Among her many noteworthy performances, she played Chhutki, the young wife whose husband is not around, in Satyajit Ray’s Ashani Sanket (1973). She movingly conveyed the pathos of her character, who is unable to bear the pangs of hunger when a famine strikes the village, and surrendering to a trafficker for food, migrates to the city.
Using her ability to change her appearance and style according to the demands of a role set against a rural or urban backdrop, she played a range of diverse roles over the years. If Sansar Seemantey saw her portray in a prostitute in a Calcutta red-light area, Kuheli (1971), she played the ghost-wife of a zamindar who haunts the mansion. Surya Tapa (1965) saw her essay a woman forced to step into the role of a young widow with a child to restore the child to the family it belongs to, while in Thagini (1974), she played a young girl trapped in her father’s scam of tricking young men to marry his daughter and then decamping with the gold on the wedding night. Baghini saw her portray a young woman involved in a bootlegging racket, who kills a man who tries to rape her, and confesses to her crime.
Acting in scores of films, her work has covered genres such as thrillers (Kuheli), to adaptations from literature (Nimantran, Ganadevata, Dwiper Nam Tiya Rang, 1963), as well as musicals (Amargeeti, 1983), light romance (Ektuku Basha, 1965)), costume dramas (Jhinder Bandi, 1961), comedies (Bhranti Bilash, 1963) and mythologicals (Baba Taraknath, 1977 and Harishchandra Shaibya, 1985). Interestingly, she did not shy away from doing character roles and supporting character parts even when at the peak of her career, as seen in films like Balika Badhu (1967), Teen Adhyay (1968), and Sriman Prithviraj (1973).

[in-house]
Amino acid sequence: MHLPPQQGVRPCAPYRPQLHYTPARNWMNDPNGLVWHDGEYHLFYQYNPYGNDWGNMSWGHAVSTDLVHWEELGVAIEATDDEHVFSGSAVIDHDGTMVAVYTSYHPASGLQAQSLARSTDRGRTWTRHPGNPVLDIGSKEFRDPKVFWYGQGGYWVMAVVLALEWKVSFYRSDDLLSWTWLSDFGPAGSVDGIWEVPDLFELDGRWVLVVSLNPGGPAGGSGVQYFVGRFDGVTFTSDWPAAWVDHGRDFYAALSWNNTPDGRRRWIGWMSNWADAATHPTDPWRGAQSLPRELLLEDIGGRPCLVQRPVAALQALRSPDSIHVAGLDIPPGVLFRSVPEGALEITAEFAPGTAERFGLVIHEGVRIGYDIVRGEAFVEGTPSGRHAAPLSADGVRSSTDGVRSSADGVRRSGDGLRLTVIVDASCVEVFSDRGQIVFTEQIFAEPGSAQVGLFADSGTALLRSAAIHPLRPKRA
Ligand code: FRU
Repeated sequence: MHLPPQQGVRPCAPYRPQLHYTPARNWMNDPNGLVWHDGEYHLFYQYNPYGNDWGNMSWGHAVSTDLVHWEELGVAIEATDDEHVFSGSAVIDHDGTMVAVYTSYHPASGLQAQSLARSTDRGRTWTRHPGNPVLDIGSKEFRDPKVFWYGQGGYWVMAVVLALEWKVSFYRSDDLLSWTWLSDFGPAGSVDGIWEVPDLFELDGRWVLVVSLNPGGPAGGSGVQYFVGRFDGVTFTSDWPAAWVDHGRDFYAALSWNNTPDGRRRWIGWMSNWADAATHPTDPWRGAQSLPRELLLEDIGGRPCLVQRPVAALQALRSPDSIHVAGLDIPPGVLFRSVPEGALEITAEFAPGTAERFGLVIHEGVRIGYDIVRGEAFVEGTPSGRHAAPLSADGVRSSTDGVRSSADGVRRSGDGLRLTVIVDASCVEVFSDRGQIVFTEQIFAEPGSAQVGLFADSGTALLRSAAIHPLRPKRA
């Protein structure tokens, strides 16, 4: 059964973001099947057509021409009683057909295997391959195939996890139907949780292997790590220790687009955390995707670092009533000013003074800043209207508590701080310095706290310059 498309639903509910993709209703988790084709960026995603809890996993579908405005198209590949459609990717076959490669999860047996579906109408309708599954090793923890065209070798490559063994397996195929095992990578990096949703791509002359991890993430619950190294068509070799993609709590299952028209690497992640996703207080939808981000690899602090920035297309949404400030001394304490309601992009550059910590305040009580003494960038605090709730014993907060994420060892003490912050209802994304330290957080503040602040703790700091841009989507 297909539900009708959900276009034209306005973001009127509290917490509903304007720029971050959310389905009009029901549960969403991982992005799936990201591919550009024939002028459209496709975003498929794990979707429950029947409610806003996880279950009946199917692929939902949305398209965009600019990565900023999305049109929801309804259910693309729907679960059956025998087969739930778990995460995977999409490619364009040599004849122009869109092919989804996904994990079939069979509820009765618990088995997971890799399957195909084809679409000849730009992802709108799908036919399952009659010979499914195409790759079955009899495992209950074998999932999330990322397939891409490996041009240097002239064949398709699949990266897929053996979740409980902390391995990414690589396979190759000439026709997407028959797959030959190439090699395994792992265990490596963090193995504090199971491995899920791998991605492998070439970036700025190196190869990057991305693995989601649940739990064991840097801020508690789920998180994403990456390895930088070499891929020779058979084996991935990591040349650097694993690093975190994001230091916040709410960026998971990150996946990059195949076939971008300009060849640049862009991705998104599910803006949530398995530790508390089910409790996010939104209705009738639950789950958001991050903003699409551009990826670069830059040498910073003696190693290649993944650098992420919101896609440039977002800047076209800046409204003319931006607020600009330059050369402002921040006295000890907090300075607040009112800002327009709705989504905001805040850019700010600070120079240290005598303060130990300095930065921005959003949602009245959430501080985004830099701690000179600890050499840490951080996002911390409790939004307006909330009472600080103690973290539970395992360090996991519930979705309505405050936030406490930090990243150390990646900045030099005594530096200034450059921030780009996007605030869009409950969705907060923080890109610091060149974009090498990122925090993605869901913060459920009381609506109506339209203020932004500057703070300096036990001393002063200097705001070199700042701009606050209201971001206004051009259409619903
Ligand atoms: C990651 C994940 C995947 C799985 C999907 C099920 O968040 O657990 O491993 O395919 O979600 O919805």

Working with the top leading men of Bengali films such as Biswajeet and Anup Kumar, as well as celebrated actors like Soumitra Chatterjee, Uttam Kumar, and Samit Bhanja, she later graduated to character roles in films such as Debipakshya (2004), Nabab Nandini (2007), Maa Amar Maa (2009) and Aarohan (2010). More recently, she returned to the screen with Anindya Chattopadhyay’s children’s adventure film Manojder Adbhut Bari (2018), in which she played the role of an elderly Ranima opposite Soumitra Chatterjee.
Her work in cinema has earned her multiple awards. She was honoured with the Banga Bibhushan, the highest civilian award in West Bengal, for her contribution to Indian cinema in 2013. Previously, her performances have won the BFJA Award on three occasions, namely Best Supporting Actress Award for Tin Adhay in 1969, Best Actress Award for Nimantran in 1972, and Best Actress Award for Sansar Simante in 1976. She earned the Filmfare Awards East - Best Actress Award for Ganadevata in 1979. Other honours include the Bharatnirman Award in 1997, and the Kalakar Awards - Lifetime Achievement Award in 2005.
In 1967, she married filmmaker Tarun Majumdar who directed her in films like Ganadevta, and Nimantran. They later went their separate ways; being a very private person, she never went public about her personal life.